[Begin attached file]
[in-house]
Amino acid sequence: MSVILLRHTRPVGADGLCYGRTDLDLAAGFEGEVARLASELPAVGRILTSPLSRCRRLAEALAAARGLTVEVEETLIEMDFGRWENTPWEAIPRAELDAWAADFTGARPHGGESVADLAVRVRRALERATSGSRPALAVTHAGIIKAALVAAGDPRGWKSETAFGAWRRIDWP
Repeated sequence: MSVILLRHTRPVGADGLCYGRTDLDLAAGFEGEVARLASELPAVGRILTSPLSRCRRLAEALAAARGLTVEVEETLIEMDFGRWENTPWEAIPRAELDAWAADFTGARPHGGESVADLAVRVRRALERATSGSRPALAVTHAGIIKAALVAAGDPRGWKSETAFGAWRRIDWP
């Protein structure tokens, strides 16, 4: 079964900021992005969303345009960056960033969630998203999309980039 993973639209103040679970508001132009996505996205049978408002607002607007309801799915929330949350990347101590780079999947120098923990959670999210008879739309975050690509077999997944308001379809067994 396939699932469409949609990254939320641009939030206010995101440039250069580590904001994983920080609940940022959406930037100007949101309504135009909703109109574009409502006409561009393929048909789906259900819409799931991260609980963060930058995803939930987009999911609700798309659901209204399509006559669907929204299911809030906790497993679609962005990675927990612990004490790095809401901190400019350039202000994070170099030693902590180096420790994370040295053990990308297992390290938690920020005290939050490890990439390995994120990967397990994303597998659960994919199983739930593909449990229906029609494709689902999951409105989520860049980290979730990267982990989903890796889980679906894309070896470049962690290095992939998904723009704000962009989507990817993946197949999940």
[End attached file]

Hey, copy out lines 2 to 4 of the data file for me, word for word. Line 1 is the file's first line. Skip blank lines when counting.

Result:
Amino acid sequence: MSVILLRHTRPVGADGLCYGRTDLDLAAGFEGEVARLASELPAVGRILTSPLSRCRRLAEALAAARGLTVEVEETLIEMDFGRWENTPWEAIPRAELDAWAADFTGARPHGGESVADLAVRVRRALERATSGSRPALAVTHAGIIKAALVAAGDPRGWKSETAFGAWRRIDWP
Repeated sequence: MSVILLRHTRPVGADGLCYGRTDLDLAAGFEGEVARLASELPAVGRILTSPLSRCRRLAEALAAARGLTVEVEETLIEMDFGRWENTPWEAIPRAELDAWAADFTGARPHGGESVADLAVRVRRALERATSGSRPALAVTHAGIIKAALVAAGDPRGWKSETAFGAWRRIDWP
């Protein structure tokens, strides 16, 4: 079964900021992005969303345009960056960033969630998203999309980039 993973639209103040679970508001132009996505996205049978408002607002607007309801799915929330949350990347101590780079999947120098923990959670999210008879739309975050690509077999997944308001379809067994 396939699932469409949609990254939320641009939030206010995101440039250069580590904001994983920080609940940022959406930037100007949101309504135009909703109109574009409502006409561009393929048909789906259900819409799931991260609980963060930058995803939930987009999911609700798309659901209204399509006559669907929204299911809030906790497993679609962005990675927990612990004490790095809401901190400019350039202000994070170099030693902590180096420790994370040295053990990308297992390290938690920020005290939050490890990439390995994120990967397990994303597998659960994919199983739930593909449990229906029609494709689902999951409105989520860049980290979730990267982990989903890796889980679906894309070896470049962690290095992939998904723009704000962009989507990817993946197949999940």